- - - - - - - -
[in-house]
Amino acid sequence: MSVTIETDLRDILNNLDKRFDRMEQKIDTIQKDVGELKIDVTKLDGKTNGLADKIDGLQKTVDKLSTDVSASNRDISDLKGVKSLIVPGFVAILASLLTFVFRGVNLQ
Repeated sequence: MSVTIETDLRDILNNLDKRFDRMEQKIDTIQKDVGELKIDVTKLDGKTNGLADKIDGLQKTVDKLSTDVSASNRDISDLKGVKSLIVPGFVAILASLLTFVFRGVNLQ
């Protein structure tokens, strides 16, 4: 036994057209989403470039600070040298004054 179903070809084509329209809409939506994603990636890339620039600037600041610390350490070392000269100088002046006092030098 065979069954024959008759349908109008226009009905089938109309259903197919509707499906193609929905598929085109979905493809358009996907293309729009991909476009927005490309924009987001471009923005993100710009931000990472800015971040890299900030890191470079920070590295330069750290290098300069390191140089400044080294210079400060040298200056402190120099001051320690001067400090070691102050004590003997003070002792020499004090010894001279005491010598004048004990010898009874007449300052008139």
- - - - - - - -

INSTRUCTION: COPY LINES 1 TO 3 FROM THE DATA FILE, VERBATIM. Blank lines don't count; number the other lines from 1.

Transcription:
[in-house]
Amino acid sequence: MSVTIETDLRDILNNLDKRFDRMEQKIDTIQKDVGELKIDVTKLDGKTNGLADKIDGLQKTVDKLSTDVSASNRDISDLKGVKSLIVPGFVAILASLLTFVFRGVNLQ
Repeated sequence: MSVTIETDLRDILNNLDKRFDRMEQKIDTIQKDVGELKIDVTKLDGKTNGLADKIDGLQKTVDKLSTDVSASNRDISDLKGVKSLIVPGFVAILASLLTFVFRGVNLQ